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For anti-establishment candidate Ted Cruz, a turn as GOP insider ends in failure

From reviled to embraced, Ted Cruz's campaign, along with the GOP establishment, failed to topple Donald Trump.

By Eric DuVall
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Republican presidential hopeful Ted Cruz (L) hugs his father Rafael (C) and wife Heidi after he delivered his concession speech to supporters at an election night rally in downtown Indianapolis on Tuesday night. After losing the all-important Hoosier state, Cruz bowed out of the Republican presidential primary. Photo by Frank Polich/UPI
Republican presidential hopeful Ted Cruz (L) hugs his father Rafael (C) and wife Heidi after he delivered his concession speech to supporters at an election night rally in downtown Indianapolis on Tuesday night. After losing the all-important Hoosier state, Cruz bowed out of the Republican presidential primary. Photo by Frank Polich/UPI | License Photo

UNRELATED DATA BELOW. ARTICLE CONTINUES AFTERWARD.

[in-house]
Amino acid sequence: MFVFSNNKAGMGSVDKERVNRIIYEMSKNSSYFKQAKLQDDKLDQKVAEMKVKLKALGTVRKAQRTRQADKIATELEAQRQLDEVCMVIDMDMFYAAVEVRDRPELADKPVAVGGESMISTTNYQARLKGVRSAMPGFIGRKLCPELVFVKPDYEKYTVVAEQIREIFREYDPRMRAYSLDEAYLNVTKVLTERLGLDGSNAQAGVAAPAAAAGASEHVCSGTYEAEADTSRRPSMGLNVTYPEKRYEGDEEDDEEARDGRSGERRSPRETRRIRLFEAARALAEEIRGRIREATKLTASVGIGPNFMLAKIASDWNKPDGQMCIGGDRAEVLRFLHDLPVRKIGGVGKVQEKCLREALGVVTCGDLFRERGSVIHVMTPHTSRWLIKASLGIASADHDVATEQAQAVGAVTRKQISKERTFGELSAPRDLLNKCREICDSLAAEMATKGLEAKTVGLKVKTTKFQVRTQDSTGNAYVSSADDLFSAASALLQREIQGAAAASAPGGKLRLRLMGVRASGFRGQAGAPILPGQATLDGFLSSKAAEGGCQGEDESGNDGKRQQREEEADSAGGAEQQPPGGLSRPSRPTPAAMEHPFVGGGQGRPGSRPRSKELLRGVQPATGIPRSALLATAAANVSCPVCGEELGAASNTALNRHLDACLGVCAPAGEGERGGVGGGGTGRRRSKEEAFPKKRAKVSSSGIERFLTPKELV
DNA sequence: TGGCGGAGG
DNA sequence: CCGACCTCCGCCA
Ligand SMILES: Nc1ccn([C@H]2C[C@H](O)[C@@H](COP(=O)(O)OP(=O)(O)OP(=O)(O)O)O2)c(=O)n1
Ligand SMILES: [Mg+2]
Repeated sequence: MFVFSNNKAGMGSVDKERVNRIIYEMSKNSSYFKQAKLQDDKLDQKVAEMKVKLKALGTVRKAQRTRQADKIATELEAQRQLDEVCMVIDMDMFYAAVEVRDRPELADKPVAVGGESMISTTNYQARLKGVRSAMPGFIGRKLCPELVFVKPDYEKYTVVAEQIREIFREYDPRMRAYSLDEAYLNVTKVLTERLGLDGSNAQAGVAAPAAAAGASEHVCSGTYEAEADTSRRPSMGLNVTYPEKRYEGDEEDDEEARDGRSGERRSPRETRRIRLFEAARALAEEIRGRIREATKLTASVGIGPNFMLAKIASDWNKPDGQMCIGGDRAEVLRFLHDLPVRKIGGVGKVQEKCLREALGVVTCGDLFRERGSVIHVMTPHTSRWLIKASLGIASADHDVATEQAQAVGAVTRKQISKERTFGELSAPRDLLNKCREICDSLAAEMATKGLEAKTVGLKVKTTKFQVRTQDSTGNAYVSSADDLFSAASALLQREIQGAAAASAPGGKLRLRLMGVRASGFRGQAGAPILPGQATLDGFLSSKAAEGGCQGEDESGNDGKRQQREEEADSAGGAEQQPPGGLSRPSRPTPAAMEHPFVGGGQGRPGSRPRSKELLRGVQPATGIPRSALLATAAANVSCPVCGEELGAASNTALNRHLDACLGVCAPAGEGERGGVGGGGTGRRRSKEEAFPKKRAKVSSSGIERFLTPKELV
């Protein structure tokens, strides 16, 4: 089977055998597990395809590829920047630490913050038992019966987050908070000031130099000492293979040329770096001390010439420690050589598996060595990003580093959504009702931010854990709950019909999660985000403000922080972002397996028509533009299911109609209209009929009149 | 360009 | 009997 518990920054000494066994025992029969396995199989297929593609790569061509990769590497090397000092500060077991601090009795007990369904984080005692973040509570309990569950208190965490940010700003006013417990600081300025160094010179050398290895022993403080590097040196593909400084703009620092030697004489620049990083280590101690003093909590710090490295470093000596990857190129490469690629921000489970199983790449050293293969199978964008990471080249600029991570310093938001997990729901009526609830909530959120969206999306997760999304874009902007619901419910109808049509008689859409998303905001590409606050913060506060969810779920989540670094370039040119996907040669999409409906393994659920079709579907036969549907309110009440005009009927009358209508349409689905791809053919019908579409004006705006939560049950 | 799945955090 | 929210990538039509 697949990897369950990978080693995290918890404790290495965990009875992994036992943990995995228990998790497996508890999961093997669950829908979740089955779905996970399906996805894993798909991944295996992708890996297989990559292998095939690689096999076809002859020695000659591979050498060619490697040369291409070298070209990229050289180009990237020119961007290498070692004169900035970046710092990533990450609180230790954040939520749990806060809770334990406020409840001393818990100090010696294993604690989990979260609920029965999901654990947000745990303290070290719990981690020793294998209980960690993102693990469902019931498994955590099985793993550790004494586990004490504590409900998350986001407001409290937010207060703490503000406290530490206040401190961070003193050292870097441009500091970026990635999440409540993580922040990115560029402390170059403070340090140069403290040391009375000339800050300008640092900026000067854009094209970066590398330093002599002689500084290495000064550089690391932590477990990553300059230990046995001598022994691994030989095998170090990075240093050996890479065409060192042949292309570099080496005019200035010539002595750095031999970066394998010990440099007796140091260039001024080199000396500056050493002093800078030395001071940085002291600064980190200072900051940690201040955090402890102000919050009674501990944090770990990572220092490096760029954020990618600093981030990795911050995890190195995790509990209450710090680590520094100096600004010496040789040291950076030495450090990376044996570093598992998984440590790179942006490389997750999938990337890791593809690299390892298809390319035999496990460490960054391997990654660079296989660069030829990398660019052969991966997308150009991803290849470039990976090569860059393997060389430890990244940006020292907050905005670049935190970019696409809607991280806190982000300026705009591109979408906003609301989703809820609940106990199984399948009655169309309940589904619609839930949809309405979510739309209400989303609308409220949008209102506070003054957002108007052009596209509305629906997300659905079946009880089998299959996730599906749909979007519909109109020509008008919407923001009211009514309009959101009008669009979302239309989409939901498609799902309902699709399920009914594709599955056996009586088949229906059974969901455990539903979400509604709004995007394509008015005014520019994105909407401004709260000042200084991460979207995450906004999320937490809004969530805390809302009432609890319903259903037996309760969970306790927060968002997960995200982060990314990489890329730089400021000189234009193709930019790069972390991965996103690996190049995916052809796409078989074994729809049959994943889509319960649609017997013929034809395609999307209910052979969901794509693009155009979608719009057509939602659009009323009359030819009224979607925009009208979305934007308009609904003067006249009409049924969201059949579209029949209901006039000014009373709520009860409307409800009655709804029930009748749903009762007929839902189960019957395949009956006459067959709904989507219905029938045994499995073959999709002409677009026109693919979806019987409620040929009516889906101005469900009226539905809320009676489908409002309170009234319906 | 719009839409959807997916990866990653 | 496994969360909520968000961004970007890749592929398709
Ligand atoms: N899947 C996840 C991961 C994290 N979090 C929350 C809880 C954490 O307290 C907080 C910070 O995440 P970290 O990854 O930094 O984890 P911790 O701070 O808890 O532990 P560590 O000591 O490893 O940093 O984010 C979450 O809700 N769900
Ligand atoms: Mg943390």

WASHINGTON, May 3 (UPI) -- Ted Cruz will not be the Republican presidential nominee in 2016, but in terms of presidential politics, the story of the Cruz campaign will go down in the history books as one of the most improbable conversions a candidate has ever undergone.

The junior senator from Texas began the race as the quintessential firebrand outsider -- loathed by many of his Senate colleagues, an unequivocal opponent of establishment politics and a darling of the GOP's Tea Party wing who almost single-handedly brokered a government shutdown.

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He ended the race with the most endorsements from those very senators whose blood he made boil and, when he suspended his campaign Tuesday, was the embodiment of the Republican establishment's last, best hope to stop Donald Trump, a candidate who many in Washington circles disliked even more than Cruz.